NDSU Experiment Station introduces new varieties of pinto, kidney beans

Juan Osorno, a North Dakota State University plant breeder, introduced new dark red kidney and pinto bean varieties in January 2023

A man wearing a white shirt and dark sport coat speaks to farmers.
Juan Osorno, a North Dakota State University dry edible bean breeder, spoke to farmers at Northarvest Bean Day, held Jan. 19, in Fargo, North Dakota, about edible bean varietal trials.
Ann Bailey / Agweek

Farmers soon will have new edible bean varieties to plant that were developed by a North Dakota State University dry bean plant breeder.

Juan Osorno introduced North Dakota Rodeo, a slow-darkening pinto bean variety, and North Dakota dark red kidney variety, North Dakota Red Barn, to farmers at Northarvest Bean Day in Fargo on Jan. 20, 2023.

Skin check 1.jpg
A skin check is performed on kidney beans at Chippewa Valley Beans in Menomonie, Wisconsin, on Dec. 15, 2022. Minnesota leads the nation in kidney bean production, and a new variety produced by North Dakota State University -- North Dakota Red Barn -- is expected to be grown in Minnesota and North Dakota.
Noah Fish / Agweek

North Dakota Red Barn has a shape similar to Montcalm, a variety released in 1973, that still is the industry standard for kidney bean shape. The Red Barn variety, though developed in North Dakota, also will be planted in Minnesota, the largest kidney bean state in the U.S. More than 50% of the kidney beans in the country are grown in Minnesota, Osorno said.

Besides a superior seed shape, trials conducted from 2012 to 2021 showed that Red Barn had good yields — 300 pounds per acre higher than Montcalm — and white mold tolerance and intermediate resistance to common bacterial blight and the root rot complex, Osorno said.

Osorno also talked about North Dakota Rodeo, a new pinto bean variety, at Northarvest Bean Day.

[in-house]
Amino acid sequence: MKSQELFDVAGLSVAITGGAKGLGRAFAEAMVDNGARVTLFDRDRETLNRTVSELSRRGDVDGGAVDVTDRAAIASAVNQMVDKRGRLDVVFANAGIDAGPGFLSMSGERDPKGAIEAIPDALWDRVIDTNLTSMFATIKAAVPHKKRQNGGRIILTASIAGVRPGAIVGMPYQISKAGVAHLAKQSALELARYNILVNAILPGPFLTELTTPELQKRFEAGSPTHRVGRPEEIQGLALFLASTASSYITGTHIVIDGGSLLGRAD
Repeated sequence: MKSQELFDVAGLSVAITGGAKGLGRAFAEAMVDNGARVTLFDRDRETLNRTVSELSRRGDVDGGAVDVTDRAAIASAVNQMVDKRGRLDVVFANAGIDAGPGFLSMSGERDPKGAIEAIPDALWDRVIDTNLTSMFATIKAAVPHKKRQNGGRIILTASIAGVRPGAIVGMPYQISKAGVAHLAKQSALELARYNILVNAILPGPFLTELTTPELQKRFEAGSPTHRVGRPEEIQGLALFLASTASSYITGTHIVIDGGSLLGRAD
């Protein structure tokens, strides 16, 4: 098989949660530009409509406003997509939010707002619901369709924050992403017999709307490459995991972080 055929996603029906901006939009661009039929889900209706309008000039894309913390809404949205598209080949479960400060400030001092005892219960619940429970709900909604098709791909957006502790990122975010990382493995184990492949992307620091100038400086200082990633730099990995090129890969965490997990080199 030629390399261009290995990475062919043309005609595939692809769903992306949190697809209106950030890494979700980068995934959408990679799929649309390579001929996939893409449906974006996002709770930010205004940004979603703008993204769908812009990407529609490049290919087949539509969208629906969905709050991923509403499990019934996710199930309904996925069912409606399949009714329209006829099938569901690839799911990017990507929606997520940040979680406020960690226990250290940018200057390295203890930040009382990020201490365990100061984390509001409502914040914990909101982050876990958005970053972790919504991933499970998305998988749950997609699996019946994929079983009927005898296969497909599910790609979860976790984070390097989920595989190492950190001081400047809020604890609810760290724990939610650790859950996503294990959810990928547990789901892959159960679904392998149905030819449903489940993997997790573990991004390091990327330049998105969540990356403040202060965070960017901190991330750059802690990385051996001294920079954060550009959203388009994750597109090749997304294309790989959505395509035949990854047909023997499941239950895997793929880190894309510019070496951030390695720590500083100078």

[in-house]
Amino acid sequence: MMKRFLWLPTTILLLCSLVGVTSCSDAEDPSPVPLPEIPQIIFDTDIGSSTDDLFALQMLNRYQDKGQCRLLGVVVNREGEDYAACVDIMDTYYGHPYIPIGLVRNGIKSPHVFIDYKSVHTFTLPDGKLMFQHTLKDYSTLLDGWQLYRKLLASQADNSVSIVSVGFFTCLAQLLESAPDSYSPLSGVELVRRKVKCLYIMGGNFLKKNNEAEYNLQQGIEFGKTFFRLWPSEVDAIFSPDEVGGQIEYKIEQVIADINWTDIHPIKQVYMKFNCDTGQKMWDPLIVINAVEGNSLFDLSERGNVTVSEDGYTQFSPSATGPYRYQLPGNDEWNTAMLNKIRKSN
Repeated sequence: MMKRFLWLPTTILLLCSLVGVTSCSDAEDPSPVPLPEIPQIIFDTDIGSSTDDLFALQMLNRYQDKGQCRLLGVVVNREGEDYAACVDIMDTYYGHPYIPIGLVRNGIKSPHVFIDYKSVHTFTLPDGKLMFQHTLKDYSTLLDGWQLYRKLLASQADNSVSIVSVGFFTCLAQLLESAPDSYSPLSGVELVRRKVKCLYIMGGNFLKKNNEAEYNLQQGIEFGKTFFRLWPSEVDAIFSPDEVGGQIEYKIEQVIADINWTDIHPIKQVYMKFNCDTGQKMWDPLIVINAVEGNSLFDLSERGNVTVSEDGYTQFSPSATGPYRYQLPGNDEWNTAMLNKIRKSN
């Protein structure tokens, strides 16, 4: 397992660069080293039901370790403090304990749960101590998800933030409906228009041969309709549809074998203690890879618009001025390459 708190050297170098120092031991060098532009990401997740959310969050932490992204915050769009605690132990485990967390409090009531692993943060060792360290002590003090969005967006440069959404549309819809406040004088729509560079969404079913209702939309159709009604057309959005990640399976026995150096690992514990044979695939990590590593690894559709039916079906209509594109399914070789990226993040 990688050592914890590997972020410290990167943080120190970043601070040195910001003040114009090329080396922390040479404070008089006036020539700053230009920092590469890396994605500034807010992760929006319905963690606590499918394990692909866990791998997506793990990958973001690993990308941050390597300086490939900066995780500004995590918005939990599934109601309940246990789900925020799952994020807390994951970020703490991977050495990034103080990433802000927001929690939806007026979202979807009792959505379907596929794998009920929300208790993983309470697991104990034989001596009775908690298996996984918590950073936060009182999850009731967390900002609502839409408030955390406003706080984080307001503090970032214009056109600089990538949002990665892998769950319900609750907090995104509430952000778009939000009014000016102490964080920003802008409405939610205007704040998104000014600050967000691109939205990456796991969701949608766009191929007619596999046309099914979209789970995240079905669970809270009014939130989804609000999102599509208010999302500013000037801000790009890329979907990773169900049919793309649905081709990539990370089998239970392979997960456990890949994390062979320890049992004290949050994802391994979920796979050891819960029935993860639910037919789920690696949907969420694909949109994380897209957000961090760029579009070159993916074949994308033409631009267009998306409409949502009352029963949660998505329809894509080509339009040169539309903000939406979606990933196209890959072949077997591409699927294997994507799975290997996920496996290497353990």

“I think it’s going to be another good option for farmers, especially those who are dealing with slow-darkening pintos,” Osorno said. Farmers appear to have definite opinions on planting slow-darkening pinto beans, either loving them or hating them, he said.

Pinto beans fill a truck box.
Pinto beans fill Roger and Randy Karignan's semi-tractor-trailer in a field south of Walhalla, North Dakota. Photo taken Oct. 18, 2022. A new North Dakota State University pinto bean variety -- North Dakota Rodeo -- could be a slow-darkening variety that meets producers' needs.
Ann Bailey / Agweek

North Dakota Rodeo has potential because it is high yielding, something that has been an issue with earlier slow-darkening varieties. For example, NDSU Extension edible bean trials conducted between 2017 and 2022 showed that North Dakota Rodeo yielded an average of 22.7 hundredweight per acre, 3.9 hundredweight higher than North Dakota Palomino and 5.6 hundredweight higher than Vibrant, two other slow-darkening pinto varieties. North Dakota Rodeo also yielded 1.6 hundredweight and 1 hundredweight per acre, respectively, more than the conventional pinto bean varieties of Monterey and LaPaz, Osorno said.

“Criticism was, slow-darkening pintos don’t yield as well as conventional varieties. I think we’re finally being able to break that barrier,” he said.

The hope is that North Dakota Rodeo will be an improved version of Lariat, an older pinto bean variety that farmers liked, he said.

Besides consistently above average yields in research trials, North Dakota Rodeo also stands up well and has good tolerance to bacterial blight, Osorno said.

Pinto bean plants with pods.
New varieties of pinto and kidney beans produced by North Dakota State University appear to have increased tolerance to common bean diseases. This photo of a pinto bean plant was taken Aug. 23, 2022.
Ann Bailey / Agweek

Foundation seed of Red Barn and Rodeo will be available for the 2023 growing season.

In 2022, Osorno announced the release of North Dakota Polar, the newest navy bean variety in about 10 years. The navy bean variety offers higher seed yield than other navy bean varieties commonly grown in the region. In addition, it offers a good agronomic package for the rest of the traits of economic importance.

The foundation North Dakota Polar navy bean seed was made available to certified seed producers in 2022 and will be available to farmers in the 2023 growing season.

Ann is a journalism veteran with nearly 40 years of reporting and editing experiences on a variety of topics including agriculture and business. Story ideas or questions can be sent to Ann by email at: or phone at: 218-779-8093.
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